People are motivated by a lot of things, but money usually ranks somewhere near the top of the list. Goals with associated financial incentives or disincentives are more often met than those without; at least that is the thinking behind a new wave of software services and mobile applications.
New technology is giving life to creative ways to use money to incentivize success. Take DietBet, for example. DietBet calls itself a social dieting game. It “supplies the motivation, support network and game structure” to help users achieve their weight loss goals. Users can challenge friends, family and co-workers to a 28-day competition to lose weight. They can wager real money, or just bragging rights.
Similarly, HealthyWage designs and organizes weight loss challenges and contests in which participants can win money for losing weight. It offers challenges such as the 10% challenge wherein users who pay a $100 fee and lose 10% of their body weight in six months, win $200.
With GymPact, users commit to exercising a specific number of days per week. They promise to pay at least $5 per day of the agreed-upon total that is missed. If goals are met, there is a slight monetary reward.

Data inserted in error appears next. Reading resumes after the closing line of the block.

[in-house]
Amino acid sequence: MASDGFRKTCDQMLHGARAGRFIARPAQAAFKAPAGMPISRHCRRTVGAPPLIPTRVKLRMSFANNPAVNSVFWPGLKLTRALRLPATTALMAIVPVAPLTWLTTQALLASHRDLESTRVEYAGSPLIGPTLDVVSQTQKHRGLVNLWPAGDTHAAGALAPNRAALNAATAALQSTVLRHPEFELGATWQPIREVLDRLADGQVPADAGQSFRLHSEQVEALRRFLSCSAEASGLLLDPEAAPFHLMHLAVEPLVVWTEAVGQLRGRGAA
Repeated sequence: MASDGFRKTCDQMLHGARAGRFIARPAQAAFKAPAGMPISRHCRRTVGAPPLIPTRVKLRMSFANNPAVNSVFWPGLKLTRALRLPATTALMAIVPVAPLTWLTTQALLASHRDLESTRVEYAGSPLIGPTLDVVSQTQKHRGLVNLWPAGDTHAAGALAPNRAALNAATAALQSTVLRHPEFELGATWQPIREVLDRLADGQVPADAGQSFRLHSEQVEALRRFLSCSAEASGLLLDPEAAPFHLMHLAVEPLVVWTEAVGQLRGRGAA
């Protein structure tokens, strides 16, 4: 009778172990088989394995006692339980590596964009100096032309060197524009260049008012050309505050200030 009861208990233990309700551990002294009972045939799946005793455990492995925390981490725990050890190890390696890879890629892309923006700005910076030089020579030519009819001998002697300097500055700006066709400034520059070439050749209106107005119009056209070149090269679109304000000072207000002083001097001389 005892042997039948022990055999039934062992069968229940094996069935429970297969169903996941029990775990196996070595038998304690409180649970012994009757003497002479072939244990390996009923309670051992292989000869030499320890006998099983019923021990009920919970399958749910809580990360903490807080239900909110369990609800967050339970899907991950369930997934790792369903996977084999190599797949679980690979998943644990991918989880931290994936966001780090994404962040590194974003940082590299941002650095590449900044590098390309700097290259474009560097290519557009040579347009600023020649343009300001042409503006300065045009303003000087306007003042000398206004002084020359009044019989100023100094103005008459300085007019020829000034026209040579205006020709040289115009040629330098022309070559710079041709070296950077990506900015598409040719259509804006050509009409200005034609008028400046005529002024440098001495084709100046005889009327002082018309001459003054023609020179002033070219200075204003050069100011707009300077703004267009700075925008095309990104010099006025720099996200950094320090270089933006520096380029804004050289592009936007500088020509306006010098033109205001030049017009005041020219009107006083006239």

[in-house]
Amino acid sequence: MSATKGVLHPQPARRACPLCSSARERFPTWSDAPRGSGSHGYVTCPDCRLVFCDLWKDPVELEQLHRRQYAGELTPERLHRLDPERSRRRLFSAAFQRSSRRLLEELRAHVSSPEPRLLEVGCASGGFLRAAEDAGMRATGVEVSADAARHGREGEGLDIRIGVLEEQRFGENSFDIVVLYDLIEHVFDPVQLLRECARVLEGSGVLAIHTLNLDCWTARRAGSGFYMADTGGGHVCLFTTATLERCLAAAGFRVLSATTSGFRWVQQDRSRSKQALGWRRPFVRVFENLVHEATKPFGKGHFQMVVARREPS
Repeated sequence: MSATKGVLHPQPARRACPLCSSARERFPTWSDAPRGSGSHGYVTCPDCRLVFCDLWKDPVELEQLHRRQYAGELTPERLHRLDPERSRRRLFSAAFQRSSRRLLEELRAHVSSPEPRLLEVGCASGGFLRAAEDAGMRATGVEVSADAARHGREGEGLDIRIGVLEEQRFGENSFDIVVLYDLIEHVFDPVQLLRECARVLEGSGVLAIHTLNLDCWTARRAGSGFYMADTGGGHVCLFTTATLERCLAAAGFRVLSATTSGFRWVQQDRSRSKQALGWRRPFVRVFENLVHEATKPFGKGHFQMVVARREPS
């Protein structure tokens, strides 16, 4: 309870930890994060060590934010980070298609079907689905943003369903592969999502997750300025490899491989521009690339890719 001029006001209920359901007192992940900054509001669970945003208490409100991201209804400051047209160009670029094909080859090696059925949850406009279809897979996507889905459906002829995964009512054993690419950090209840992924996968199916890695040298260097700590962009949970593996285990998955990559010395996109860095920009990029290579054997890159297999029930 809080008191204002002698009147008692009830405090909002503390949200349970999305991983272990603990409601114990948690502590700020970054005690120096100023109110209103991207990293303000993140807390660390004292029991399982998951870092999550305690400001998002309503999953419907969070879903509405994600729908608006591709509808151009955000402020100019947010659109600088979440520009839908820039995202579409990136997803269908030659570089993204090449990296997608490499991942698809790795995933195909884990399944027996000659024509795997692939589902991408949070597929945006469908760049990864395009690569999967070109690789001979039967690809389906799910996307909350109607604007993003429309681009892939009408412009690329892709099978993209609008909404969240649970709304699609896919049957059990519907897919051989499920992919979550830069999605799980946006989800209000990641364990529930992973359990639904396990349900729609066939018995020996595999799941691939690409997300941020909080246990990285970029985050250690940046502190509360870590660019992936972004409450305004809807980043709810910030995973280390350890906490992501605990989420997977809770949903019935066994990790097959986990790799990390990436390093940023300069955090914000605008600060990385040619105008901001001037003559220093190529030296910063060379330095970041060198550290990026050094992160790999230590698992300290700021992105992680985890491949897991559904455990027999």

These health and wellness motivational companies have done what educators have been trying to do for years. They’ve made something that is generally resisted into a game. They’ve made a chore fun, and they use a motivator that works for many—money.
If it works for diet and exercises, would it work for another chore like budgeting or saving for a life goal? Stickk.com is currently testing that theory.
Stickk users can elect to pay a financial penalty if they fall short of their goals. In the June 15 article,“The New Money Apps”, the Wall Street Journal reported on a Stickk user with the goal of paying down half of her $10,000 credit-card debt. Any week that she doesn’t meet her desired $180 weekly goal, the system automatically transfers $20 from her account to that of a friend.
The user profiled in the WSJ isn’t the only one leveraging Stickk’s functionality. The article goes on to state that 30% of the Stickk’s 150,000 user base elect to pay financial penalties for underperformance on goals.
While it may seem outlandish to suggest clients bet on their ability to meet financial goals, it is helpful to know that these tools exist, and plenty of people are using them with success.